Early this month, an unemployed North Carolina writer proved crowdsourcing can work for people in need, and that it can take forms beyond screeching “excuse me ladies and gentlemen!” on a packed C train. Craig Lindsey, a former reporter for the Raleigh News & Observer, was desperate when he faced eviction after months of being unable to cover his rent. Since being laid off from the Observer in 2011 he’d had several sporadic gigs but was still unable to find anything substantial. When he mentioned his troubles on Twitter, a friend suggested he start a Kickstarter campaign.
“I thought he was joking, since I always thought Kickstarter was for funding creative projects like the Veronica Mars movie,” Lindsey told us. “But my back was up against the wall.” The thing is, it actually worked.
Lindsey started an Indiegogo campaign hoping to raise $900 in a week. As perks for donating, he offered movie memorabilia he’d collected over the years such as a True Grit flask and Tropic Thunder bobblehead dolls. He passed this goal in two hours, and by the end of the first day had $2,000. His campaign went viral and that total doubled on day two. Despite posting on his Tumblr and the actual fundraising page that he didn’t need further donations, money kept trickling in and Lindsey raised $7,825 by the end of the week.
Beside now being able to cover his rent and bills for a while and having a bit more faith in humanity, Lindsey says things aren’t dramatically different. He was featured on several local news stations in North Carolina and says he’s heard from people interested in working with him, but is still actively looking for a steady job.
Lindsey isn’t the first freelancer to turn to crowdsourcing sites when his situation got desperate, but his success is quite impressive. Last year we wrote about PJ Gach, a laid-off fashion blogger and freelancer who tried to raise money for her overdue rent through crowdfunding on PayPal. Facing eviction, Gach exhorted her readers and anyone she could find on Twitter to help raise the $7,700 she needed to stay in her two-bedroom $1,700/month Harlem apartment. The Internet, perennially grumpy to begin with,was predictably unmoved by her requests, especially since Gach rejected the idea of getting a roommate. As far as we know, Gach did not end up homeless, even though her campaign fell far short of her goal.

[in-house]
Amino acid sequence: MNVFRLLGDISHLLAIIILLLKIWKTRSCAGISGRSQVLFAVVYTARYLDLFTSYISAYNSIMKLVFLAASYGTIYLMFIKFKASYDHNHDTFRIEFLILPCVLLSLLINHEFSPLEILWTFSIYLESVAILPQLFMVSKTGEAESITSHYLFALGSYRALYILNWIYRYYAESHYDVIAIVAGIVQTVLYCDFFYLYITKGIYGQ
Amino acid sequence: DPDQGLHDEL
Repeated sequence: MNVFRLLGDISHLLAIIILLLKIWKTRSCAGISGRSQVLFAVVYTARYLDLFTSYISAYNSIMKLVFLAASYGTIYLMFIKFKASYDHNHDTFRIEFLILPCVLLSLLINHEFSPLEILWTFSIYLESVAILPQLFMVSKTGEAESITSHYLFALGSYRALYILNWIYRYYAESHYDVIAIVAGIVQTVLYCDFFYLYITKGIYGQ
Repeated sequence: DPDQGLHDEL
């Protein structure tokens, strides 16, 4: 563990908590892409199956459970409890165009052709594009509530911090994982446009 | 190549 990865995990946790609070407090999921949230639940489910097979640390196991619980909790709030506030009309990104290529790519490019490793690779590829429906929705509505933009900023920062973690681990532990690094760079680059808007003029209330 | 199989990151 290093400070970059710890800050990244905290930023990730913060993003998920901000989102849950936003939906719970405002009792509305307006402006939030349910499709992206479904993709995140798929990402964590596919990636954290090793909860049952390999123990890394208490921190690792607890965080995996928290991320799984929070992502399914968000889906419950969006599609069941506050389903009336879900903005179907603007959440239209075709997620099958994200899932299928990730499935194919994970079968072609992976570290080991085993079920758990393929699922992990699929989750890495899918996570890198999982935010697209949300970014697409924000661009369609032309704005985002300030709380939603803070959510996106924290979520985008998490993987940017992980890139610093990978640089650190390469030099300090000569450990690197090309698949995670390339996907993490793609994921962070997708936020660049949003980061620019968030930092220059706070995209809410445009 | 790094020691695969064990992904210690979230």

It’s not hard to imagine why Craig Lindsey’s campaign was better received than PJ Gach’s: he kept his fund goal relatively low, reached out to a network of people he actually knew, and generally appeared more responsible. Still, both writers’ situations are reminders of how terrifying it is to be without a safety net, that (near) homelessness has many faces, and that a ridiculous chunk of this country hovers around the poverty threshold. Lindsey acknowledges crowdfunding was effective for temporary relief and a morale boost, but he still needs something sustainable.
Brokesters, where do you stand on crowdfunding to pay rent? Would you support someone doing it? Would you ever try it yourself?